Summary: The BBC continues to deceive the public with Android-hostile stories that are actually a reversal of the important truth
EARLIER this year we demonstrated and stated that the BBC only ever covers Android when there is bad news. Even then, the BBC prefers to distort the truth, for example by characterising malware (that the user has to actually install and cannot spread) as a “virus”. BBC reports do a disservice to the public not just in the UK as the site is accessible to all countries. They are being paid by the public to do the job of accurate reporting; instead they pay wages to former Microsoft managers and take additional money from BIll Gates to do PR for him, disguised as 'news'. They only ever mention Android when there is something venomous to push under the "BBC" brand name. For shame really.
Here is the latest example of the BBC’s distortion of the truth. Who benefits from this? As Muktware puts it:
Wrong. The court has given Samsung seven weeks time to fix the issues related to one of the patents. The court has rejected all other patents. The patent in question is related to the way photos are shown on these phones. Additionally, the patent is related only to Android 2.3 and doesn’t affect Android 3.0. The issues is minor and can be easily circumvented. Seven weeks time is more than enough for Samsung to fix the software related issue.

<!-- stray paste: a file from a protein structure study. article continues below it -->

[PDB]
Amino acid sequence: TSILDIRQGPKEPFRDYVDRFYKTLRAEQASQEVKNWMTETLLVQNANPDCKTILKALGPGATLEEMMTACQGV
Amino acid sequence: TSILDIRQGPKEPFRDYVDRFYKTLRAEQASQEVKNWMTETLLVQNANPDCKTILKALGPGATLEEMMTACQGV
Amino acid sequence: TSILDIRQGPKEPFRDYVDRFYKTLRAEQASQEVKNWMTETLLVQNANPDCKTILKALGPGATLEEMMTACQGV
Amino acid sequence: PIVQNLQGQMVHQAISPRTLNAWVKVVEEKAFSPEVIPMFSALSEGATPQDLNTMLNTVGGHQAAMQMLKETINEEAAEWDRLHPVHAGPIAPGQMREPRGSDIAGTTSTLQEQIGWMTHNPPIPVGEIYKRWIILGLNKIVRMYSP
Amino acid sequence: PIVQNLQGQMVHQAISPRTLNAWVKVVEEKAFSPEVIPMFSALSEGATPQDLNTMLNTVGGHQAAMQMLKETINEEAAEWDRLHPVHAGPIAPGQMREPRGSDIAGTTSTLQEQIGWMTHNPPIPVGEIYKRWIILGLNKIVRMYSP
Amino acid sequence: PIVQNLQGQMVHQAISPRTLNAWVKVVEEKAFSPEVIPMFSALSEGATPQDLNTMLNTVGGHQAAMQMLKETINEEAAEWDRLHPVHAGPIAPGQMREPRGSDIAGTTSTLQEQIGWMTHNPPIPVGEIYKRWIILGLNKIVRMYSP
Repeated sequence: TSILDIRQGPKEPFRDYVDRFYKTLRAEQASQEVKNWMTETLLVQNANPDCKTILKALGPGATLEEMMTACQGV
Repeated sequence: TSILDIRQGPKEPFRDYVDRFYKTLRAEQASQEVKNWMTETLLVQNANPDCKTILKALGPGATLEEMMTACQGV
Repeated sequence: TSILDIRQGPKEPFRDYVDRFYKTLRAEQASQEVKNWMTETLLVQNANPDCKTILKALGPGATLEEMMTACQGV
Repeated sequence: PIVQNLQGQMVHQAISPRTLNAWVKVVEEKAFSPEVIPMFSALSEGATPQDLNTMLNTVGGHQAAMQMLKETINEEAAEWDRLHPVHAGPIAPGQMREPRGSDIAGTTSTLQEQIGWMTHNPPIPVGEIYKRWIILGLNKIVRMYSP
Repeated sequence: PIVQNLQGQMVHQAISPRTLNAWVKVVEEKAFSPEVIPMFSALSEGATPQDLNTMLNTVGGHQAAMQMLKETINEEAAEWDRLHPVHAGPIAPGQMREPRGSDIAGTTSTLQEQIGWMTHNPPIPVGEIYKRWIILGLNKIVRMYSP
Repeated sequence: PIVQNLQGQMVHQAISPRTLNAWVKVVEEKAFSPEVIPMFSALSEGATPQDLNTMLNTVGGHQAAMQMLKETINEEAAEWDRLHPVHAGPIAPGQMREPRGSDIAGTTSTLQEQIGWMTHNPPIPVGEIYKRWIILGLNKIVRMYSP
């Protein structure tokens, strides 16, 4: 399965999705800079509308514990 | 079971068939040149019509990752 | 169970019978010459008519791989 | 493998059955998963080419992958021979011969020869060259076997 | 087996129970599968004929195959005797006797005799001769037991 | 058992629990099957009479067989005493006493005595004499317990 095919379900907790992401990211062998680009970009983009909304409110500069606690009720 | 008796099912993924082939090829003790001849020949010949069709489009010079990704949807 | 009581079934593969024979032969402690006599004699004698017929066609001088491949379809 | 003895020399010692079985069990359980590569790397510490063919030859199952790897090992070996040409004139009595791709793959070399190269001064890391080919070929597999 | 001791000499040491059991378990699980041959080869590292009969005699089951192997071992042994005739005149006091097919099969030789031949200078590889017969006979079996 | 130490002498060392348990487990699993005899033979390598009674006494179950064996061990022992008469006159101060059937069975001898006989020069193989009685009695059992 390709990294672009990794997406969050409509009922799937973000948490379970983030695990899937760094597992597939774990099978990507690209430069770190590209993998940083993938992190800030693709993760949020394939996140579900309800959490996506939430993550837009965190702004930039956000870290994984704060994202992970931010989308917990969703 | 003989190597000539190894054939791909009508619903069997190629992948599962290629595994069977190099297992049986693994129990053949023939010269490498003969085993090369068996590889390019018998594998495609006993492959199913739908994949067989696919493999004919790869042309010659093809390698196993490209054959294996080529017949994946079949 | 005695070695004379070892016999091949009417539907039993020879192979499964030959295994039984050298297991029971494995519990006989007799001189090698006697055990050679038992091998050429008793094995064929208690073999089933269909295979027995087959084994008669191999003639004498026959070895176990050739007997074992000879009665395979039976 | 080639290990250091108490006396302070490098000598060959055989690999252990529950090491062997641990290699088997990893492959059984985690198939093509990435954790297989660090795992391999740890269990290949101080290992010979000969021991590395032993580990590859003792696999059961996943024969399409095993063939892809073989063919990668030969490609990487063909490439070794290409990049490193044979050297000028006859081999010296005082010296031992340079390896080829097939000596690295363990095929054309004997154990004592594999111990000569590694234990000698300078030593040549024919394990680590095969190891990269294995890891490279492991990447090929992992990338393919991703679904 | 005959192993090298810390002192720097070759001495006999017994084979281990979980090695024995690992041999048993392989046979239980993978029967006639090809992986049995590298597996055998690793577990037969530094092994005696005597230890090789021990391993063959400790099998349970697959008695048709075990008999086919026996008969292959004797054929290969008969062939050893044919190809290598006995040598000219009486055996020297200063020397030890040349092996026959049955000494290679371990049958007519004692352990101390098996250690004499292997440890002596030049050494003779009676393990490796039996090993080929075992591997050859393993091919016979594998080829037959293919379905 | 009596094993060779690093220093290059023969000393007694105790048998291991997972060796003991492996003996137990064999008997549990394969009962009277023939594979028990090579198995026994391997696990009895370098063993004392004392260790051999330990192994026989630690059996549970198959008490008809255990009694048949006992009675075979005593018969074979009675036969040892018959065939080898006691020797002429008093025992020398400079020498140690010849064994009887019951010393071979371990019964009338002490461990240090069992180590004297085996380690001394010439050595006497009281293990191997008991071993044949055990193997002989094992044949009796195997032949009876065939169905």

‘NOTE: Samsung is *allowed* to sell the phones. The ban will be imposed *only* after seven weeks that too if Samsung fails to circumvent the minor patent.
What BBC did not highlight was that the court has rejected all of Apple’s claims related to the iPad. BBC also did not highlight that Samsung is free to sell its Galaxy Tab in Europe.
Meanwhile, over at another anti-FUD Web site, advice about patent defence is being given. “This likely won’t be everyone’s cup of tea,” states Professor Webbink, “but there is an interesting academic paper by Professor Colleen Chien of Santa Clara University School of Law entitled “Predicting Patent Litigation.” You can download a free copy of the paper here [PDF] on the Social Science Research Network.
“The paper is interesting because Prof. Chien identifies a number of objective markers that identify a patent as being more likely of being asserted in litigation than the general population of patents. The really useful aspect of her analysis is that many of these markers can be discerned prior to the patent actually being asserted.”
It is nice to see academia getting involved in such research because academics — unlike patent lawyers — do not speak for their patents-dependent wallet. They just work with the data they have and almost every time they just find that software patents are bad for the economy, competition, etc. There is a recent study on this.
The BBC was supposed to be different. Since it is funded by the public, it is supposed to be agenda-agnostic, but it is not. If it hires senior staff from Microsoft UK, it is only a matter of time before it become some anti-Linux propaganda machine at worst and one that totally ignores GNU/Linux at best (in reality it’s a mixture of both). █